Monday, July 28, 2014

Monday Writing Guest Post: Where to Start

Jessica Iverson is currently working on her MFA in Children's Literature through Hollins University. She is particularly interested in reading and writing about diversity in children's literature.  Her short story "Tap" was recently published as part of a collection of stories to be used in Ethiopian classrooms in partnership with the Peace Corps. Her first picture book manuscript is set in China during the Moon Festival.   

Today's post is the second part of a two-part series on beginnings.  You can read the first one here.

Now, because we aren’t having this conversation face to face, or even via video chat, I can’t critique your WIP during this post. Also, that would be weird and very public. I wouldn’t do it. Even if you begged and bribed me with bars and bars of Theo chocolate. Well…No, no I wouldn’t.   

However, I will offer some specific thoughts on the experience I’ve had writing my own WIP.

Back in 2007, I had the first inklings of this story. I didn’t have much, but I knew the character was a young mom. As the years ticked by, I wrote a page here, and a page there but it didn’t feel right. But then it happened. My first breakthrough. Or what Han Nolan would call a small miracle.

I was writing the first moment of the first scene, and I knew it is where I needed to begin. My MC was waited outside of the college library, smoking a cigarette; the smoke mixing with her breath in the cold, winter air. Why was she standing out there? Well, it wasn’t just because she had been jonesing for a cigarette. She was waiting for her boyfriend. Waiting to break up with him, and he had no idea it was coming. Maybe there was a bit of denial there, but still it was going to come as surprise. The scene was going well enough, though the emotional climate was kind of a drag. He exited the science building as he was supposed to, noticed her across the sidewalk as he was supposed to and came up to her. But then something got stuck. My MC wasn’t answering his questions. She wasn’t acting how she was supposed to. And my MC was supposed to be my most cooperative character. After all I was giving, yes giving her the most story pages. She owed me. And then, right there, sitting at my desktop, hunched over my keyboard, I was hit with a truth. One that made me feel stupid and excited at the same time. She was Deaf. She was Deaf! Oh.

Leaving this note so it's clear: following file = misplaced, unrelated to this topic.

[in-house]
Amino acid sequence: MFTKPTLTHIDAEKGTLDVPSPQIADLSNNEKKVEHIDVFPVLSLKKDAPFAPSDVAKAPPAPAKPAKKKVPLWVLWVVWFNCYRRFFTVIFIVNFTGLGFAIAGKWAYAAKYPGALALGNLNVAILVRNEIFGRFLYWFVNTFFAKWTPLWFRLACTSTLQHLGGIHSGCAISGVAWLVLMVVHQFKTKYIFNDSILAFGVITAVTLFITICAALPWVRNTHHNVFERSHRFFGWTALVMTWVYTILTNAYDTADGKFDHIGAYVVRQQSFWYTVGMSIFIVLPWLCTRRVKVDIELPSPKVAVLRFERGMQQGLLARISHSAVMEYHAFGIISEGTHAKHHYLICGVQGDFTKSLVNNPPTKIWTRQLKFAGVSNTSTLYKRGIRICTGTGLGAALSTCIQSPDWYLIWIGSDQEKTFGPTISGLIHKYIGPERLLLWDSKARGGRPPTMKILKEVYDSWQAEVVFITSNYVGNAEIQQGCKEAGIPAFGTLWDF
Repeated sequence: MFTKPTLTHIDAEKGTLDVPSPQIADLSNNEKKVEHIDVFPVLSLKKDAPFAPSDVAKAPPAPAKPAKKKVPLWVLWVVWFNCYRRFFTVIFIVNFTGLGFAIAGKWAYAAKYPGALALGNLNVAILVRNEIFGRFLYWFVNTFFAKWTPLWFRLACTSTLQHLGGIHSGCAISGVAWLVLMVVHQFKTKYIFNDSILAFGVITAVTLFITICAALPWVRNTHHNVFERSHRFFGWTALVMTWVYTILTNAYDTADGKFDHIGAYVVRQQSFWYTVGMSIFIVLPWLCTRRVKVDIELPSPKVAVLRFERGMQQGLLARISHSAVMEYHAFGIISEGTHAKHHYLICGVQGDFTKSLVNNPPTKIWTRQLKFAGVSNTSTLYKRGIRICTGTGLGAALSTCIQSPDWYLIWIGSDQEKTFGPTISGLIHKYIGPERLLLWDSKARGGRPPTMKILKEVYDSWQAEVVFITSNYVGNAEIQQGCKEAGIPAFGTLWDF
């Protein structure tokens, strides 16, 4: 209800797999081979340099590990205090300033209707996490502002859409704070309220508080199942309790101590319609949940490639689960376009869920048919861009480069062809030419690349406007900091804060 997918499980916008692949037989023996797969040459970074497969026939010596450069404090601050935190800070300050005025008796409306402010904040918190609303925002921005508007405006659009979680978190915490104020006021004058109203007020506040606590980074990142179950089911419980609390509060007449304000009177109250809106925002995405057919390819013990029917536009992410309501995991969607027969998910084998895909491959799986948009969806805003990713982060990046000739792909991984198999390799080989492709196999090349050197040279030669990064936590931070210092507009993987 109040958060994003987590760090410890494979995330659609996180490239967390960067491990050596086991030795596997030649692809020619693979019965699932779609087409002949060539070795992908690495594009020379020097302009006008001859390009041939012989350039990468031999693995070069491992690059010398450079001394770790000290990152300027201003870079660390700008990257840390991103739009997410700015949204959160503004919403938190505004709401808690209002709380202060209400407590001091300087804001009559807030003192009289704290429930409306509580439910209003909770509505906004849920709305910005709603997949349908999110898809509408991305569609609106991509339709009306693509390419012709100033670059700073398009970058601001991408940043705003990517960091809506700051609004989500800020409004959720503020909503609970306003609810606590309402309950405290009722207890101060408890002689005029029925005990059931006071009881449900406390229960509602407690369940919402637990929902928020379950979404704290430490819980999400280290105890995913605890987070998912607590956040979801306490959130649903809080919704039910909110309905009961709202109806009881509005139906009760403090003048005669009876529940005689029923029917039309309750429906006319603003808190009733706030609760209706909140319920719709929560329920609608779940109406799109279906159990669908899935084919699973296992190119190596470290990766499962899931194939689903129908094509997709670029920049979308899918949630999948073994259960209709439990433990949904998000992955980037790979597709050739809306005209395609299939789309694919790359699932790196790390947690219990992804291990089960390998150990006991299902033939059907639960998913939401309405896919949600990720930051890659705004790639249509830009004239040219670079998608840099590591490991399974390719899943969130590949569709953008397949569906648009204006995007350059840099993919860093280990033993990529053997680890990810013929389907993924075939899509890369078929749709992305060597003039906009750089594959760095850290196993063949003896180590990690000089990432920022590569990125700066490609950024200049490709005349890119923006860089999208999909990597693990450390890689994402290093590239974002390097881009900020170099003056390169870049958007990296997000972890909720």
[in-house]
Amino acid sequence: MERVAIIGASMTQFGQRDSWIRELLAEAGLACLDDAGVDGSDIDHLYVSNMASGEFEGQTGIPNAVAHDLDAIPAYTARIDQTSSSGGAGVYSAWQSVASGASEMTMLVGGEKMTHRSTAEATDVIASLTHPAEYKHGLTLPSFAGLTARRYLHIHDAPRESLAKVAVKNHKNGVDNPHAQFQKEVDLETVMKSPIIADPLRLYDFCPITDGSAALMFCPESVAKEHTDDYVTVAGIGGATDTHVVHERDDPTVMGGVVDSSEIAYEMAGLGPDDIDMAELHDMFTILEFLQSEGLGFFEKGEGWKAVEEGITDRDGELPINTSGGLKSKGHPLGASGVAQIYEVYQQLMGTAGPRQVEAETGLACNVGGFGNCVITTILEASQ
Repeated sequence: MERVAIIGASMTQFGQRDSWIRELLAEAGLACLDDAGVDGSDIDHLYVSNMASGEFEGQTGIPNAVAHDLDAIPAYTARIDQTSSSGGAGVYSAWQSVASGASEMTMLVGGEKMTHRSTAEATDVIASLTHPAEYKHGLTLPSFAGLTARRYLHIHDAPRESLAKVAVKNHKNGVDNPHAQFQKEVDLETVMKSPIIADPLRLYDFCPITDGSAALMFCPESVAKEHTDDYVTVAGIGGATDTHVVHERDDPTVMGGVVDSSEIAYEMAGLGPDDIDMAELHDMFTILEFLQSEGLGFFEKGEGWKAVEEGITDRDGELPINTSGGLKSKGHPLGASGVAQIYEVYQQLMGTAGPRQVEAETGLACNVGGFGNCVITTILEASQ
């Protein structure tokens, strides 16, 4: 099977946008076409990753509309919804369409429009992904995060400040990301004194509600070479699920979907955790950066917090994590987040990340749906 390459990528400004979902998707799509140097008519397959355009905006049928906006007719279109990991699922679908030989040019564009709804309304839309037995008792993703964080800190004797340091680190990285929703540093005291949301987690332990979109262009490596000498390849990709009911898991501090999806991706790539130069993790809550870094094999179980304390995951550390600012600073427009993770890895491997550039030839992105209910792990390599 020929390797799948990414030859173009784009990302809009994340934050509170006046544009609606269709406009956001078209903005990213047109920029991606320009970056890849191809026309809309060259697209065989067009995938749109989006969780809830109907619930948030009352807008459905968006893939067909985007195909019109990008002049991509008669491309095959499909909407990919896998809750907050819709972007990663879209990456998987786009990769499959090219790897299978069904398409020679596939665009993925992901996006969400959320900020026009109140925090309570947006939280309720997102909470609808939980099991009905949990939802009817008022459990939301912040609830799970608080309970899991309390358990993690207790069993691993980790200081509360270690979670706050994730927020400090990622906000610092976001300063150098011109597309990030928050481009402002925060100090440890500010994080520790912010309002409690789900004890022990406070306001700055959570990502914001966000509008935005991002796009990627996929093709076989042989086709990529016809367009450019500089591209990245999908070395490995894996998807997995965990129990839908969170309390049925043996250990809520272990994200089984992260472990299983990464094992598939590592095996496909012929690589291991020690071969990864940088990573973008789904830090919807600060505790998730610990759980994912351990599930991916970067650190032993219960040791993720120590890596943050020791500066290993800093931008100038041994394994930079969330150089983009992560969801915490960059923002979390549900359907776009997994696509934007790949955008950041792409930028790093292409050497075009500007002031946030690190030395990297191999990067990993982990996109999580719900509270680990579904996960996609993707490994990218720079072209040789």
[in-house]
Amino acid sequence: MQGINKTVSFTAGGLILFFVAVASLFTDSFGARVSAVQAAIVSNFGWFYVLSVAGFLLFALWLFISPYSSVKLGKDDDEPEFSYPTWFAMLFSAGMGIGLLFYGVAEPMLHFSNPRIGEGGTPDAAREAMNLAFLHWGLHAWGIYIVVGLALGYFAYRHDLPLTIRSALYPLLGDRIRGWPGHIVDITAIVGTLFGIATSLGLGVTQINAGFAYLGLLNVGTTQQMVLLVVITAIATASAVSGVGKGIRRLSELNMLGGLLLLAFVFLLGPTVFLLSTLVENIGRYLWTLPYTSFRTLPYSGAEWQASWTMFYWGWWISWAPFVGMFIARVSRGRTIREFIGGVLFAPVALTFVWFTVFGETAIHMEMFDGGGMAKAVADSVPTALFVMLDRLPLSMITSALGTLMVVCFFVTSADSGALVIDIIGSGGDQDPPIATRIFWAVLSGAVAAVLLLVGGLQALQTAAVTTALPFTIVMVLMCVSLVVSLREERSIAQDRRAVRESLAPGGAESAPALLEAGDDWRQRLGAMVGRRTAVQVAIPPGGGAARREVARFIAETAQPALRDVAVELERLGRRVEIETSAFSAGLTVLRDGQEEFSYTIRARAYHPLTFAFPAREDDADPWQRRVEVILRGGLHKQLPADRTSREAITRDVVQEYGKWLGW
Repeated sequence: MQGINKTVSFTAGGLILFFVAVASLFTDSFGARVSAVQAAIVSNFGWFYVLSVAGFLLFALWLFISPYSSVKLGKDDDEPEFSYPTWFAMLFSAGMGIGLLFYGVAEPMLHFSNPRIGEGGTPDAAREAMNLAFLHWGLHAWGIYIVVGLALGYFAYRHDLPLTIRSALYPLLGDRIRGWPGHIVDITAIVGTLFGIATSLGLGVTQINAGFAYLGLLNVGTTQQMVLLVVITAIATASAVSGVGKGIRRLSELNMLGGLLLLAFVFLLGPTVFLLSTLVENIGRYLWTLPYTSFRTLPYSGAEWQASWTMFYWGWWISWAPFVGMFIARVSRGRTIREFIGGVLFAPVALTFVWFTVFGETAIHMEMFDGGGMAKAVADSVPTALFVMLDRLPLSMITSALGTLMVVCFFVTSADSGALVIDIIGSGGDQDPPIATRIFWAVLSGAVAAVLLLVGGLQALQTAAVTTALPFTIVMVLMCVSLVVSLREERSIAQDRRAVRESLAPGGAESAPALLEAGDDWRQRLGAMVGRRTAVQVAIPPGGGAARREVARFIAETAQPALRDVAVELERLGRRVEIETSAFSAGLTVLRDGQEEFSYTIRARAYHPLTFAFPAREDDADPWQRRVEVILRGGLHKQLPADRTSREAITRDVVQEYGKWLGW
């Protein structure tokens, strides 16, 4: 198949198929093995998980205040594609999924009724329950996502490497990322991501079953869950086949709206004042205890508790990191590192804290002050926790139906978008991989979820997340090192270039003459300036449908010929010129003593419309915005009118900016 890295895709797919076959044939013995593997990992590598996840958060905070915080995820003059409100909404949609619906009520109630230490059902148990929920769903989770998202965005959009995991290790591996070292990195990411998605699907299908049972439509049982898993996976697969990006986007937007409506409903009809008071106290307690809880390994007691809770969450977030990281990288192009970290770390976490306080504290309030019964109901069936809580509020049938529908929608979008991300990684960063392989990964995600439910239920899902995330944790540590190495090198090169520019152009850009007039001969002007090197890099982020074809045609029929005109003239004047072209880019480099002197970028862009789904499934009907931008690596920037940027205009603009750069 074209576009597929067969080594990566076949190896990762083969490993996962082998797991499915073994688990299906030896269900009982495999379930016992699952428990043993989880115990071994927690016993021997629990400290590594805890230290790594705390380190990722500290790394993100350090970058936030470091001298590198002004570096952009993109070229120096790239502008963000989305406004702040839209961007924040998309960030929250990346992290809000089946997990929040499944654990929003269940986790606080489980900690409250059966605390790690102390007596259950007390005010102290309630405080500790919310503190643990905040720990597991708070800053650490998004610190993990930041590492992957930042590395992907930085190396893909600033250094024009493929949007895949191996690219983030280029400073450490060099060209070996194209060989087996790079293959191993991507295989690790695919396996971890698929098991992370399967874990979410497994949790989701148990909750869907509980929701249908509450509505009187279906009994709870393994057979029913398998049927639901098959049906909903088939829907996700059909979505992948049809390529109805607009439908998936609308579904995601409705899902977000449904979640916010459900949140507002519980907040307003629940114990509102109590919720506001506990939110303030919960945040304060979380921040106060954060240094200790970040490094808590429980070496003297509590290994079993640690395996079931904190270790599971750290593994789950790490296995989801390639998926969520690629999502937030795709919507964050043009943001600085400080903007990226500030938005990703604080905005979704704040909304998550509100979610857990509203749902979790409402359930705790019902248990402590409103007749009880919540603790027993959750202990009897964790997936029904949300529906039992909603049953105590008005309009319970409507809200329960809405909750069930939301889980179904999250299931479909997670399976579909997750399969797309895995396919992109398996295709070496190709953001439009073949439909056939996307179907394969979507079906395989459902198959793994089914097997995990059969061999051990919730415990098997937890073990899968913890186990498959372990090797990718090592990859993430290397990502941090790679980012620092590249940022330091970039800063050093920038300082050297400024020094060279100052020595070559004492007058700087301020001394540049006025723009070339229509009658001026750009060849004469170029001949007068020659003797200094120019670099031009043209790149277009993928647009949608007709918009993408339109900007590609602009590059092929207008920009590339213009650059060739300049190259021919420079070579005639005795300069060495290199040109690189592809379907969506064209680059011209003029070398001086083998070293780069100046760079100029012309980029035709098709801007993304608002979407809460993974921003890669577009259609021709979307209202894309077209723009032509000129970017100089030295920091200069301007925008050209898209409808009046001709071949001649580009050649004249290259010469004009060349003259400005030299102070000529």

And then the pages came easier (this was after I asked if she really had arrived to her intended writer. She didn’t go anywhere, so I took that as a “you’ll do”). There was still a bit of slogging going on though, since the story started out so heavy. Also, I was writing it as a novel. Try constantly differentiating between signed and spoken dialogue through the written word. I used italics, dashes, dialogue tags. It was rough.

And then during the awful month of the Midwest’s February, the second small miracle happened. I wasn’t writing my story in its true form. My story was meant to be a graphic novel. Again, with the feeling stupid and excited. I wish I could pinpoint the moment and explain that I was reading an article on graphic novels or something, but it wasn’t like that. I hadn’t even read five graphic novels up to that point. Ready for a goosebump moment? A few days ago I looked back for the first time on a forgotten exercise I did for an online class in the fall where I listed MC personality traits and interests. Many of these traits hadn’t remained in my mind, and so were forgotten. One of the things I wrote was “likes graphic novels”. Reading this last week felt like a confirmation from my MC that yes, I had gotten it. Of course the story was going to be a graphic novel.

But I had fifty pages of novel written. They were pages that still had a true-ness to them. Should I just trash them though? Start at the same beginning, but write it differently? I was waiting for something. Another small miracle? Pretty please? Well, maybe it was one, or maybe it was the equivalent of an inspiring quote taken from a sermon, but here it was: You haven’t found your beginning. Yes the scenes in those fifty pages happened. But they happened before your reader enters the story.

Yes. Right. Okay. Now my current beginning introduces the MC as she is locking the door to the apartment she shares with her Gran. It’s drizzling out, and the MC is experiences waves of increasing pain. She is on the cusp of active labor.

I am so glad for you if you have found your story, but hopefully this post has encouraged you to ask yourself questions as you write, as well as where in the story you need to place your reader. Also, I wish you small miracles.

Friday, July 25, 2014

Friday Life: Heirloom Tomato and Avocado Salad